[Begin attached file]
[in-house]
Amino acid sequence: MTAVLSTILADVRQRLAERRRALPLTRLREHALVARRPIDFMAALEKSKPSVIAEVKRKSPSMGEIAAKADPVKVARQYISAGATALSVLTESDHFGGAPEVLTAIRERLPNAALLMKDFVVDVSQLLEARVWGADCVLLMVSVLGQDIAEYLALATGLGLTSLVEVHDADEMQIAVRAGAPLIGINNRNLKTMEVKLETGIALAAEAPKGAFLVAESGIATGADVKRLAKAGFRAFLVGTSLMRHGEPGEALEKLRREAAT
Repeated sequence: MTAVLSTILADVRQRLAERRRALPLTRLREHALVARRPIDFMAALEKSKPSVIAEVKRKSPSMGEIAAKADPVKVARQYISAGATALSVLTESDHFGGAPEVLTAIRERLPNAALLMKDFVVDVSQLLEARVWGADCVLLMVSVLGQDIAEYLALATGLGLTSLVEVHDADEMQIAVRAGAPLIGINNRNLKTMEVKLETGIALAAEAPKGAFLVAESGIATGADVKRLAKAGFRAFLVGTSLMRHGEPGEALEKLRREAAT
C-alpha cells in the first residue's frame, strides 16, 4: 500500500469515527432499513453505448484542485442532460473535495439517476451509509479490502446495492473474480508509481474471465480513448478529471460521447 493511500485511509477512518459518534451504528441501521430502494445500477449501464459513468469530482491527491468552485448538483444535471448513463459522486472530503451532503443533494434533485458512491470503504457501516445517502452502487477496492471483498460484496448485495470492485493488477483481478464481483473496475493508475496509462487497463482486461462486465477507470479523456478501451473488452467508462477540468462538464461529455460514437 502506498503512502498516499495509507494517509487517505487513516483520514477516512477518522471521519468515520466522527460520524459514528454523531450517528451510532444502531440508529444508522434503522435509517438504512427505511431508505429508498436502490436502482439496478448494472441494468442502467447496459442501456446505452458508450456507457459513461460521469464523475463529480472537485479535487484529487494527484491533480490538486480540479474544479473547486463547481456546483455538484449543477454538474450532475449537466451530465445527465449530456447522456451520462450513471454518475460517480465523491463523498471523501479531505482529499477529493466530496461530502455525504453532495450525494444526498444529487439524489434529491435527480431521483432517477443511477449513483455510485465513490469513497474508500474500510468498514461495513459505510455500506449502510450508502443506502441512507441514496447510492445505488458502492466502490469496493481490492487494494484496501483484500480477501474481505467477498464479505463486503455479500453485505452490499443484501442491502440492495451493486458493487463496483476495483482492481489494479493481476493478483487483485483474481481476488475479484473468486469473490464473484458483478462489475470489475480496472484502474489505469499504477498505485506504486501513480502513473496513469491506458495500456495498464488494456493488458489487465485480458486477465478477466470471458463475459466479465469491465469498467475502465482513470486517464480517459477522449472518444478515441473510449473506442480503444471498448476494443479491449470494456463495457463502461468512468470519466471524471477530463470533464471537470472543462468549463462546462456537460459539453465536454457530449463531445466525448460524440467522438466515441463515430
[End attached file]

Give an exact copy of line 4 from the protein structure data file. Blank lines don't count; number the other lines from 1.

C-alpha cells in the first residue's frame, strides 16, 4: 500500500469515527432499513453505448484542485442532460473535495439517476451509509479490502446495492473474480508509481474471465480513448478529471460521447 493511500485511509477512518459518534451504528441501521430502494445500477449501464459513468469530482491527491468552485448538483444535471448513463459522486472530503451532503443533494434533485458512491470503504457501516445517502452502487477496492471483498460484496448485495470492485493488477483481478464481483473496475493508475496509462487497463482486461462486465477507470479523456478501451473488452467508462477540468462538464461529455460514437 502506498503512502498516499495509507494517509487517505487513516483520514477516512477518522471521519468515520466522527460520524459514528454523531450517528451510532444502531440508529444508522434503522435509517438504512427505511431508505429508498436502490436502482439496478448494472441494468442502467447496459442501456446505452458508450456507457459513461460521469464523475463529480472537485479535487484529487494527484491533480490538486480540479474544479473547486463547481456546483455538484449543477454538474450532475449537466451530465445527465449530456447522456451520462450513471454518475460517480465523491463523498471523501479531505482529499477529493466530496461530502455525504453532495450525494444526498444529487439524489434529491435527480431521483432517477443511477449513483455510485465513490469513497474508500474500510468498514461495513459505510455500506449502510450508502443506502441512507441514496447510492445505488458502492466502490469496493481490492487494494484496501483484500480477501474481505467477498464479505463486503455479500453485505452490499443484501442491502440492495451493486458493487463496483476495483482492481489494479493481476493478483487483485483474481481476488475479484473468486469473490464473484458483478462489475470489475480496472484502474489505469499504477498505485506504486501513480502513473496513469491506458495500456495498464488494456493488458489487465485480458486477465478477466470471458463475459466479465469491465469498467475502465482513470486517464480517459477522449472518444478515441473510449473506442480503444471498448476494443479491449470494456463495457463502461468512468470519466471524471477530463470533464471537470472543462468549463462546462456537460459539453465536454457530449463531445466525448460524440467522438466515441463515430